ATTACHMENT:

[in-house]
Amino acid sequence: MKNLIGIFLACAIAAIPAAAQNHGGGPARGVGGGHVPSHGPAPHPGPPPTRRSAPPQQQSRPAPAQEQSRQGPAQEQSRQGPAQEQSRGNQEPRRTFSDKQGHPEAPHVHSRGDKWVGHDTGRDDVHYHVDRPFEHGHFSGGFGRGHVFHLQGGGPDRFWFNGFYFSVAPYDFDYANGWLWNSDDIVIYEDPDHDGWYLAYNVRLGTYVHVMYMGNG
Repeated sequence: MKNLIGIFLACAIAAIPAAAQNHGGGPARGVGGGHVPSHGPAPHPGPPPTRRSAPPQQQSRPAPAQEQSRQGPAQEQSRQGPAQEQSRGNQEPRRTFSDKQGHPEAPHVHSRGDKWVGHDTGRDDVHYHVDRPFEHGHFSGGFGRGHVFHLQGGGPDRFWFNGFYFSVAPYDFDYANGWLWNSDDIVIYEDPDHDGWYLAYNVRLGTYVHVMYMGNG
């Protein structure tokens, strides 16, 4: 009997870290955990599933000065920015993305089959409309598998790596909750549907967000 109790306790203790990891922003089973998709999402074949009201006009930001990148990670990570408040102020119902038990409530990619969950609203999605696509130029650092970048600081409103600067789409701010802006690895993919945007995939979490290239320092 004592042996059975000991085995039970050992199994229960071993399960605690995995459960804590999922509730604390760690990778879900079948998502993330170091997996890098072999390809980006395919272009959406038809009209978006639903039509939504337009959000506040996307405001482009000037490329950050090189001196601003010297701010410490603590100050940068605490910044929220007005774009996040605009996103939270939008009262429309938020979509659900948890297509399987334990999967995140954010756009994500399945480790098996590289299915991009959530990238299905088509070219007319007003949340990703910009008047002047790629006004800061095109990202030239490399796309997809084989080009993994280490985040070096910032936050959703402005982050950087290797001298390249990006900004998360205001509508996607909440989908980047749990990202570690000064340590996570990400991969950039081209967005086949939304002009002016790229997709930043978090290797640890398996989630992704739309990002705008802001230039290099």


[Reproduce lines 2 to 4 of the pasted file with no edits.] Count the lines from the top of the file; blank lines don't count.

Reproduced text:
Amino acid sequence: MKNLIGIFLACAIAAIPAAAQNHGGGPARGVGGGHVPSHGPAPHPGPPPTRRSAPPQQQSRPAPAQEQSRQGPAQEQSRQGPAQEQSRGNQEPRRTFSDKQGHPEAPHVHSRGDKWVGHDTGRDDVHYHVDRPFEHGHFSGGFGRGHVFHLQGGGPDRFWFNGFYFSVAPYDFDYANGWLWNSDDIVIYEDPDHDGWYLAYNVRLGTYVHVMYMGNG
Repeated sequence: MKNLIGIFLACAIAAIPAAAQNHGGGPARGVGGGHVPSHGPAPHPGPPPTRRSAPPQQQSRPAPAQEQSRQGPAQEQSRQGPAQEQSRGNQEPRRTFSDKQGHPEAPHVHSRGDKWVGHDTGRDDVHYHVDRPFEHGHFSGGFGRGHVFHLQGGGPDRFWFNGFYFSVAPYDFDYANGWLWNSDDIVIYEDPDHDGWYLAYNVRLGTYVHVMYMGNG
């Protein structure tokens, strides 16, 4: 009997870290955990599933000065920015993305089959409309598998790596909750549907967000 109790306790203790990891922003089973998709999402074949009201006009930001990148990670990570408040102020119902038990409530990619969950609203999605696509130029650092970048600081409103600067789409701010802006690895993919945007995939979490290239320092 004592042996059975000991085995039970050992199994229960071993399960605690995995459960804590999922509730604390760690990778879900079948998502993330170091997996890098072999390809980006395919272009959406038809009209978006639903039509939504337009959000506040996307405001482009000037490329950050090189001196601003010297701010410490603590100050940068605490910044929220007005774009996040605009996103939270939008009262429309938020979509659900948890297509399987334990999967995140954010756009994500399945480790098996590289299915991009959530990238299905088509070219007319007003949340990703910009008047002047790629006004800061095109990202030239490399796309997809084989080009993994280490985040070096910032936050959703402005982050950087290797001298390249990006900004998360205001509508996607909440989908980047749990990202570690000064340590996570990400991969950039081209967005086949939304002009002016790229997709930043978090290797640890398996989630992704739309990002705008802001230039290099």